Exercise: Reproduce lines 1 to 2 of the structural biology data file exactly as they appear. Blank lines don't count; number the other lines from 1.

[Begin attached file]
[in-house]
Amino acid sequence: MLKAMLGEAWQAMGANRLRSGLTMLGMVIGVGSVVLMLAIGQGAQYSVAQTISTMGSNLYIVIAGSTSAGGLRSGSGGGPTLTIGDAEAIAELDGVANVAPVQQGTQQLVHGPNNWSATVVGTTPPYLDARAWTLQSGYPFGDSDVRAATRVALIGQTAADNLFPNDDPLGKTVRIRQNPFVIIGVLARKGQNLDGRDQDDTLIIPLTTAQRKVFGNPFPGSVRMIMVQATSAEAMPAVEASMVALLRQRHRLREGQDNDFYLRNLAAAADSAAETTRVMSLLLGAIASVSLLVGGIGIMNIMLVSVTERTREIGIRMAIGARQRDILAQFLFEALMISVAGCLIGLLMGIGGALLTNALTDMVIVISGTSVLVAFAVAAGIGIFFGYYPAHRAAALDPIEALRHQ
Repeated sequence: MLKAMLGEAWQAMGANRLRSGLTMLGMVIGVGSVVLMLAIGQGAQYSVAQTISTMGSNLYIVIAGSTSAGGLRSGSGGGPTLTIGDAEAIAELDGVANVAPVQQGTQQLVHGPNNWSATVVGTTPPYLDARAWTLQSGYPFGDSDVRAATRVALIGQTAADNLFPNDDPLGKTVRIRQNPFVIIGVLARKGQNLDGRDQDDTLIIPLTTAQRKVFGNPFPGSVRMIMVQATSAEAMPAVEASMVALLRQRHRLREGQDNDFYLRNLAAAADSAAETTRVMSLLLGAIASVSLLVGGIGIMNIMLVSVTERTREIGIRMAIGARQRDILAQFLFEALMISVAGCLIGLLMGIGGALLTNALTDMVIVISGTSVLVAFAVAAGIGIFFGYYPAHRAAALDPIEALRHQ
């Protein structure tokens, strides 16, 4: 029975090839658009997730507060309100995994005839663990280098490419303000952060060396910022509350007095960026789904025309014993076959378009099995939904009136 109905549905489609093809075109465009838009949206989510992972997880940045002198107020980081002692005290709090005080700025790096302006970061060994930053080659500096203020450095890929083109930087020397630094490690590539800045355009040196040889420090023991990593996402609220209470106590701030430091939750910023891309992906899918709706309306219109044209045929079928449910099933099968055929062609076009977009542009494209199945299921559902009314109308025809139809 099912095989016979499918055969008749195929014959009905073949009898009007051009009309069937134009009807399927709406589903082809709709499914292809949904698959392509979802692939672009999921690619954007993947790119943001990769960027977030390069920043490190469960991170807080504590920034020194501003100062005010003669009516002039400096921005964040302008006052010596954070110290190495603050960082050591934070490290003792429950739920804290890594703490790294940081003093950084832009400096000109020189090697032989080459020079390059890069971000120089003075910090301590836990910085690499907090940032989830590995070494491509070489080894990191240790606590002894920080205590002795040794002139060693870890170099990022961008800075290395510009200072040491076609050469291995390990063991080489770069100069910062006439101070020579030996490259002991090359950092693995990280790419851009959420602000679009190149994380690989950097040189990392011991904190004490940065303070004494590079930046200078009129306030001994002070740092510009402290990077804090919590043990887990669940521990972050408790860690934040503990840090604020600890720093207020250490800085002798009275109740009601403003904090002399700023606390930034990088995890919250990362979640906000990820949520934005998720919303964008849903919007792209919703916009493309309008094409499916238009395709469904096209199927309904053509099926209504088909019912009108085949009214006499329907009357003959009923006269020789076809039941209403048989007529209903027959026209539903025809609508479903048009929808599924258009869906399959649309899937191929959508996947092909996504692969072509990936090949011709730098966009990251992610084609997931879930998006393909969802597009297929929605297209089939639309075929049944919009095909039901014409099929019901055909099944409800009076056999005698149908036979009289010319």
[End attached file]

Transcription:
[in-house]
Amino acid sequence: MLKAMLGEAWQAMGANRLRSGLTMLGMVIGVGSVVLMLAIGQGAQYSVAQTISTMGSNLYIVIAGSTSAGGLRSGSGGGPTLTIGDAEAIAELDGVANVAPVQQGTQQLVHGPNNWSATVVGTTPPYLDARAWTLQSGYPFGDSDVRAATRVALIGQTAADNLFPNDDPLGKTVRIRQNPFVIIGVLARKGQNLDGRDQDDTLIIPLTTAQRKVFGNPFPGSVRMIMVQATSAEAMPAVEASMVALLRQRHRLREGQDNDFYLRNLAAAADSAAETTRVMSLLLGAIASVSLLVGGIGIMNIMLVSVTERTREIGIRMAIGARQRDILAQFLFEALMISVAGCLIGLLMGIGGALLTNALTDMVIVISGTSVLVAFAVAAGIGIFFGYYPAHRAAALDPIEALRHQ